YouTube returns to Pakistan in localised form

YouTubeThe world’s largest video platform YouTube is back in Pakistan after a three-year ban.

The re-emergence of the platform comes in a localised form, with the government able to remove content that it deems offensive, but only after a review by Google, YouTube’s owner.

YouTube was banned from the country in 2012 after an anti-Islamic film was uploaded, prompting protests across the country.

“Where we have launched YouTube locally and we are notified that a video is illegal in that country, we may restrict access to it after a thorough review,” Google said in a statement shared with the Guardian newspaper.

Commenting on what the return to YouTube in Pakistan could mean for content creators on the platform, Nick Fawbert, newly appointed global head of knowledge at multi-channel network Brand New Media, highlighted that Google does not seem to be pre-moderating the content on the Pakistani version of YouTube, and seems intent on applying existing processes to take-down requests.

So for most YouTube creators and subscribers in Pakistan the user experience will be indistinguishable from the global platform, Fawbert noted.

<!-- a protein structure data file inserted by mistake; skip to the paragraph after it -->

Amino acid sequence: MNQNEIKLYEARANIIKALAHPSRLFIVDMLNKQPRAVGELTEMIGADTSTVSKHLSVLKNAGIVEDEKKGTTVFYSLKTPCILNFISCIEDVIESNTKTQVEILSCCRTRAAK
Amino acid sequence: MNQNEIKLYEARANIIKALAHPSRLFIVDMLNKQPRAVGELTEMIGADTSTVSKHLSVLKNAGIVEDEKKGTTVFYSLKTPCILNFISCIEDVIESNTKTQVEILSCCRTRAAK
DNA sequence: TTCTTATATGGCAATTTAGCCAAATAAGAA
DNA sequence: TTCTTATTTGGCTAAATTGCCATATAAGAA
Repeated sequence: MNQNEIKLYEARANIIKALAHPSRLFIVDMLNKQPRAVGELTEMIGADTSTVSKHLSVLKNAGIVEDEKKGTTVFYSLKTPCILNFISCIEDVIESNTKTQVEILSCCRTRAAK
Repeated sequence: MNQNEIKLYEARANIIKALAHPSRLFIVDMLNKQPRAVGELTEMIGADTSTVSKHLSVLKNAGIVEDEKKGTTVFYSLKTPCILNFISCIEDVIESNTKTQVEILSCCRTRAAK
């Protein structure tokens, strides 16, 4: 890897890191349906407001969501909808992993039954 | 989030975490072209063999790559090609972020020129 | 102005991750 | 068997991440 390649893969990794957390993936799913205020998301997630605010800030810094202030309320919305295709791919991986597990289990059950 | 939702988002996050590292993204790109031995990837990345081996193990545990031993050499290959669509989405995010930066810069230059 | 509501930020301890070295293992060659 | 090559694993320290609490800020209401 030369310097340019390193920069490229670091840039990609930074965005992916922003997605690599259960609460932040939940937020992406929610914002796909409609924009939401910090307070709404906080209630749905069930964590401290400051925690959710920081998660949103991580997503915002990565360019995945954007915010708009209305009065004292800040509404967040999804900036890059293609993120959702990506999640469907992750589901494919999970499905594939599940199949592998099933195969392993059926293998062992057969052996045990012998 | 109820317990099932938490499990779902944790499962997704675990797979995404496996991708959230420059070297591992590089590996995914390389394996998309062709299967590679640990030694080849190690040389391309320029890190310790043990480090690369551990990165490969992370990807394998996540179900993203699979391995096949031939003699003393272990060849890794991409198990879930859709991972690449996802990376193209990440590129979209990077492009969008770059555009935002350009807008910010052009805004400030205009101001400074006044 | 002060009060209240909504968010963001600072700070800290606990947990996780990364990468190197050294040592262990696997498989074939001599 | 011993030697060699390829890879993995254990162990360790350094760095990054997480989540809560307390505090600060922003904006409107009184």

“There is a fundamental issue surrounding freedom of expression, and the irony is that many of us feel that the right to free speech comes with great responsibility, particularly when it comes to incitement to religious or racial hatred, or personal abuse and death threats,” Fawbert told Mumbrella.

“The debate is generally over who should regulate it – be it self-censorship, the web platforms or the government. For YouTube, regulation is currently by the platform itself under the pressure of public opinion,” he commented.

“They clearly anticipate that their internal thresholds of acceptability are likely to differ significantly from those of the Pakistan government, and it strikes me that country level moderation is a wise approach while they muddle through the details.”


Get the latest media and marketing industry news (and views) direct to your inbox.

Sign up to the free Mumbrella Asia newsletter now.



Sign up to our free daily update to get the latest in media and marketing